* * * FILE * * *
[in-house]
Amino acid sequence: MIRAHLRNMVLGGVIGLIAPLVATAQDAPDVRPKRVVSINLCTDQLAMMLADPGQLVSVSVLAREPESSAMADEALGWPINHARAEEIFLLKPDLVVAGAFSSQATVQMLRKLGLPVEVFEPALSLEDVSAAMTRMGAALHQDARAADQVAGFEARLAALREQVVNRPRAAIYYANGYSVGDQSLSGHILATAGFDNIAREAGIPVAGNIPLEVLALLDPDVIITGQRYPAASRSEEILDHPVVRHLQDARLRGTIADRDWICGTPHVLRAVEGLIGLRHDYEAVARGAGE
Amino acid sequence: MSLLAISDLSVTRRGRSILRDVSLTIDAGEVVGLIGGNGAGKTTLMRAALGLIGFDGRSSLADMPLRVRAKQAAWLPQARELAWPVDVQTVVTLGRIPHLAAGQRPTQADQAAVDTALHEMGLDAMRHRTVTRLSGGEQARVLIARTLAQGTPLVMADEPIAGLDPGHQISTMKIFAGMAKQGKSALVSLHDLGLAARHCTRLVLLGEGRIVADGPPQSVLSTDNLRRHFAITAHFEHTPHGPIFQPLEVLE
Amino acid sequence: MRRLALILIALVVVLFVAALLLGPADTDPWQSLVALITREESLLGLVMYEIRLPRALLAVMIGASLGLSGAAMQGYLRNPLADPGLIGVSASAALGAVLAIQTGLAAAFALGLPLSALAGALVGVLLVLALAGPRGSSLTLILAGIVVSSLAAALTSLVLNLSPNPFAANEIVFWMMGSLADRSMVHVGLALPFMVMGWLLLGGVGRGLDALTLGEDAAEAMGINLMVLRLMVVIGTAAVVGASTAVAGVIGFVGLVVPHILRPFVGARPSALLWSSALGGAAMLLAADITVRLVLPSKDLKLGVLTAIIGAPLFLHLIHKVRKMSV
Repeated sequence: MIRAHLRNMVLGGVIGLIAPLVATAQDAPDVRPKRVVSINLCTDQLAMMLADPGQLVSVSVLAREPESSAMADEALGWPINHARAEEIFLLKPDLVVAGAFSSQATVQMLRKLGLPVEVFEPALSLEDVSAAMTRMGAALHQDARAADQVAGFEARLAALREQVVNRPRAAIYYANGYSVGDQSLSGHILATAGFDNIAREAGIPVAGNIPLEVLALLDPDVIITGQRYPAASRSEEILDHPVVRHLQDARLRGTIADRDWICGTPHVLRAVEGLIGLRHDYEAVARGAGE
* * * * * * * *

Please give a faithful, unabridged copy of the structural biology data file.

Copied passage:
[in-house]
Amino acid sequence: MIRAHLRNMVLGGVIGLIAPLVATAQDAPDVRPKRVVSINLCTDQLAMMLADPGQLVSVSVLAREPESSAMADEALGWPINHARAEEIFLLKPDLVVAGAFSSQATVQMLRKLGLPVEVFEPALSLEDVSAAMTRMGAALHQDARAADQVAGFEARLAALREQVVNRPRAAIYYANGYSVGDQSLSGHILATAGFDNIAREAGIPVAGNIPLEVLALLDPDVIITGQRYPAASRSEEILDHPVVRHLQDARLRGTIADRDWICGTPHVLRAVEGLIGLRHDYEAVARGAGE
Amino acid sequence: MSLLAISDLSVTRRGRSILRDVSLTIDAGEVVGLIGGNGAGKTTLMRAALGLIGFDGRSSLADMPLRVRAKQAAWLPQARELAWPVDVQTVVTLGRIPHLAAGQRPTQADQAAVDTALHEMGLDAMRHRTVTRLSGGEQARVLIARTLAQGTPLVMADEPIAGLDPGHQISTMKIFAGMAKQGKSALVSLHDLGLAARHCTRLVLLGEGRIVADGPPQSVLSTDNLRRHFAITAHFEHTPHGPIFQPLEVLE
Amino acid sequence: MRRLALILIALVVVLFVAALLLGPADTDPWQSLVALITREESLLGLVMYEIRLPRALLAVMIGASLGLSGAAMQGYLRNPLADPGLIGVSASAALGAVLAIQTGLAAAFALGLPLSALAGALVGVLLVLALAGPRGSSLTLILAGIVVSSLAAALTSLVLNLSPNPFAANEIVFWMMGSLADRSMVHVGLALPFMVMGWLLLGGVGRGLDALTLGEDAAEAMGINLMVLRLMVVIGTAAVVGASTAVAGVIGFVGLVVPHILRPFVGARPSALLWSSALGGAAMLLAADITVRLVLPSKDLKLGVLTAIIGAPLFLHLIHKVRKMSV
Repeated sequence: MIRAHLRNMVLGGVIGLIAPLVATAQDAPDVRPKRVVSINLCTDQLAMMLADPGQLVSVSVLAREPESSAMADEALGWPINHARAEEIFLLKPDLVVAGAFSSQATVQMLRKLGLPVEVFEPALSLEDVSAAMTRMGAALHQDARAADQVAGFEARLAALREQVVNRPRAAIYYANGYSVGDQSLSGHILATAGFDNIAREAGIPVAGNIPLEVLALLDPDVIITGQRYPAASRSEEILDHPVVRHLQDARLRGTIADRDWICGTPHVLRAVEGLIGLRHDYEAVARGAGE